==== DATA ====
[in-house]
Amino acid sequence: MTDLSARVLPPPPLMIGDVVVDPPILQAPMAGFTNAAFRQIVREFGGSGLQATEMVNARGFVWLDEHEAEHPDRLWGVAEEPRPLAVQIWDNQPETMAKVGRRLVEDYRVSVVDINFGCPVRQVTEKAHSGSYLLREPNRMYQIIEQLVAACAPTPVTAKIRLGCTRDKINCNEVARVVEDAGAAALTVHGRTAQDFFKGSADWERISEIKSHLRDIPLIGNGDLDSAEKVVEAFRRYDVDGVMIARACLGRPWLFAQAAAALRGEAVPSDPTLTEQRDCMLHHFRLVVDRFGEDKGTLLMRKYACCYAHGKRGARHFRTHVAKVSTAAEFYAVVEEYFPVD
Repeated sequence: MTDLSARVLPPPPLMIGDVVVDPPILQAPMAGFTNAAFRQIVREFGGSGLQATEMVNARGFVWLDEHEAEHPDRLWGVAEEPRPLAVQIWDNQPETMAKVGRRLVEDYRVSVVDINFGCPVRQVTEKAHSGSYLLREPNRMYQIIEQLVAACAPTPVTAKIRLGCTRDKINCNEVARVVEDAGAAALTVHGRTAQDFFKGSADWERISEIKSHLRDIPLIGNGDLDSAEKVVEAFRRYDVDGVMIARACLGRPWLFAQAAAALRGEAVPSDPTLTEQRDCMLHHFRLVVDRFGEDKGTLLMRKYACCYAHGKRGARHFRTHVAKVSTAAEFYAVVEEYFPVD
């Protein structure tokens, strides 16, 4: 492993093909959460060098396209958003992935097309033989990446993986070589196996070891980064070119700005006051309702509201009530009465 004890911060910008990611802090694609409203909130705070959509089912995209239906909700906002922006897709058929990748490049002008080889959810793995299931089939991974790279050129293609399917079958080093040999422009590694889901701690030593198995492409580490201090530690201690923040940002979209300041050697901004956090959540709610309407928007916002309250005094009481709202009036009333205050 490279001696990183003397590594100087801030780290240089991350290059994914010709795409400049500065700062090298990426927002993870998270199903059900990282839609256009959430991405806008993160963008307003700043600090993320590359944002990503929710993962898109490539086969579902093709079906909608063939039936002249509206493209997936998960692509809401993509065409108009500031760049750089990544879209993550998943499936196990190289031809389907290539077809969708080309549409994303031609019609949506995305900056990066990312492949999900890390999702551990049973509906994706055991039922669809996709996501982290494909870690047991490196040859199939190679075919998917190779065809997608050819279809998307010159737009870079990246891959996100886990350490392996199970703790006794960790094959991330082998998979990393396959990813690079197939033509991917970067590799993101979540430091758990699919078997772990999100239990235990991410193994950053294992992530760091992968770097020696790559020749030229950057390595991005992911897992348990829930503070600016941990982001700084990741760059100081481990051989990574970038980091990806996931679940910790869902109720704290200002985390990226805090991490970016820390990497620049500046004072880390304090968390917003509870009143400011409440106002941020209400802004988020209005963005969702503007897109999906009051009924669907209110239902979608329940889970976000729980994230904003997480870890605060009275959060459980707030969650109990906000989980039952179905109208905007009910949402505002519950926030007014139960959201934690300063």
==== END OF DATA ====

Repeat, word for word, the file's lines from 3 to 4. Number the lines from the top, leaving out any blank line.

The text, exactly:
Repeated sequence: MTDLSARVLPPPPLMIGDVVVDPPILQAPMAGFTNAAFRQIVREFGGSGLQATEMVNARGFVWLDEHEAEHPDRLWGVAEEPRPLAVQIWDNQPETMAKVGRRLVEDYRVSVVDINFGCPVRQVTEKAHSGSYLLREPNRMYQIIEQLVAACAPTPVTAKIRLGCTRDKINCNEVARVVEDAGAAALTVHGRTAQDFFKGSADWERISEIKSHLRDIPLIGNGDLDSAEKVVEAFRRYDVDGVMIARACLGRPWLFAQAAAALRGEAVPSDPTLTEQRDCMLHHFRLVVDRFGEDKGTLLMRKYACCYAHGKRGARHFRTHVAKVSTAAEFYAVVEEYFPVD
């Protein structure tokens, strides 16, 4: 492993093909959460060098396209958003992935097309033989990446993986070589196996070891980064070119700005006051309702509201009530009465 004890911060910008990611802090694609409203909130705070959509089912995209239906909700906002922006897709058929990748490049002008080889959810793995299931089939991974790279050129293609399917079958080093040999422009590694889901701690030593198995492409580490201090530690201690923040940002979209300041050697901004956090959540709610309407928007916002309250005094009481709202009036009333205050 490279001696990183003397590594100087801030780290240089991350290059994914010709795409400049500065700062090298990426927002993870998270199903059900990282839609256009959430991405806008993160963008307003700043600090993320590359944002990503929710993962898109490539086969579902093709079906909608063939039936002249509206493209997936998960692509809401993509065409108009500031760049750089990544879209993550998943499936196990190289031809389907290539077809969708080309549409994303031609019609949506995305900056990066990312492949999900890390999702551990049973509906994706055991039922669809996709996501982290494909870690047991490196040859199939190679075919998917190779065809997608050819279809998307010159737009870079990246891959996100886990350490392996199970703790006794960790094959991330082998998979990393396959990813690079197939033509991917970067590799993101979540430091758990699919078997772990999100239990235990991410193994950053294992992530760091992968770097020696790559020749030229950057390595991005992911897992348990829930503070600016941990982001700084990741760059100081481990051989990574970038980091990806996931679940910790869902109720704290200002985390990226805090991490970016820390990497620049500046004072880390304090968390917003509870009143400011409440106002941020209400802004988020209005963005969702503007897109999906009051009924669907209110239902979608329940889970976000729980994230904003997480870890605060009275959060459980707030969650109990906000989980039952179905109208905007009910949402505002519950926030007014139960959201934690300063």